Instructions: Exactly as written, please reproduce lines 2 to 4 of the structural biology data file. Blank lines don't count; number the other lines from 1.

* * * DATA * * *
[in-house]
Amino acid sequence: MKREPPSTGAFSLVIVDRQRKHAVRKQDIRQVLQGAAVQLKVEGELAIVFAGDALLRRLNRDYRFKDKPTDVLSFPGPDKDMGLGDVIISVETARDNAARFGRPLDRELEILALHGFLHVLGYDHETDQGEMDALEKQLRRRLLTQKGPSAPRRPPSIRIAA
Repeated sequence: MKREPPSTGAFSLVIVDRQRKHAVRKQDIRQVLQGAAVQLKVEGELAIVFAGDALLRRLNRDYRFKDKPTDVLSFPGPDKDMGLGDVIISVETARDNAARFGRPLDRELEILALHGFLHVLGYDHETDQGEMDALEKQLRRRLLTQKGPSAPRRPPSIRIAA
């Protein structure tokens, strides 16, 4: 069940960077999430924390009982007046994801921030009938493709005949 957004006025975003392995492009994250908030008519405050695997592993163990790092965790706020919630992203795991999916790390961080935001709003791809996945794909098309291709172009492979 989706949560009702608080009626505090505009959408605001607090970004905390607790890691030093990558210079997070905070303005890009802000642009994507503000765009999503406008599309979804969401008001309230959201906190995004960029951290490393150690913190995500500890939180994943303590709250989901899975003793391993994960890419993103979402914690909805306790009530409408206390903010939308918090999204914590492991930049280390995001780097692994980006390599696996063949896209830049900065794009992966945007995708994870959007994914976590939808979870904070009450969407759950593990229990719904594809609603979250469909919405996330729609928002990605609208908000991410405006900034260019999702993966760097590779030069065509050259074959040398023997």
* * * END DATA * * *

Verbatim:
Amino acid sequence: MKREPPSTGAFSLVIVDRQRKHAVRKQDIRQVLQGAAVQLKVEGELAIVFAGDALLRRLNRDYRFKDKPTDVLSFPGPDKDMGLGDVIISVETARDNAARFGRPLDRELEILALHGFLHVLGYDHETDQGEMDALEKQLRRRLLTQKGPSAPRRPPSIRIAA
Repeated sequence: MKREPPSTGAFSLVIVDRQRKHAVRKQDIRQVLQGAAVQLKVEGELAIVFAGDALLRRLNRDYRFKDKPTDVLSFPGPDKDMGLGDVIISVETARDNAARFGRPLDRELEILALHGFLHVLGYDHETDQGEMDALEKQLRRRLLTQKGPSAPRRPPSIRIAA
């Protein structure tokens, strides 16, 4: 069940960077999430924390009982007046994801921030009938493709005949 957004006025975003392995492009994250908030008519405050695997592993163990790092965790706020919630992203795991999916790390961080935001709003791809996945794909098309291709172009492979 989706949560009702608080009626505090505009959408605001607090970004905390607790890691030093990558210079997070905070303005890009802000642009994507503000765009999503406008599309979804969401008001309230959201906190995004960029951290490393150690913190995500500890939180994943303590709250989901899975003793391993994960890419993103979402914690909805306790009530409408206390903010939308918090999204914590492991930049280390995001780097692994980006390599696996063949896209830049900065794009992966945007995708994870959007994914976590939808979870904070009450969407759950593990229990719904594809609603979250469909919405996330729609928002990605609208908000991410405006900034260019999702993966760097590779030069065509050259074959040398023997």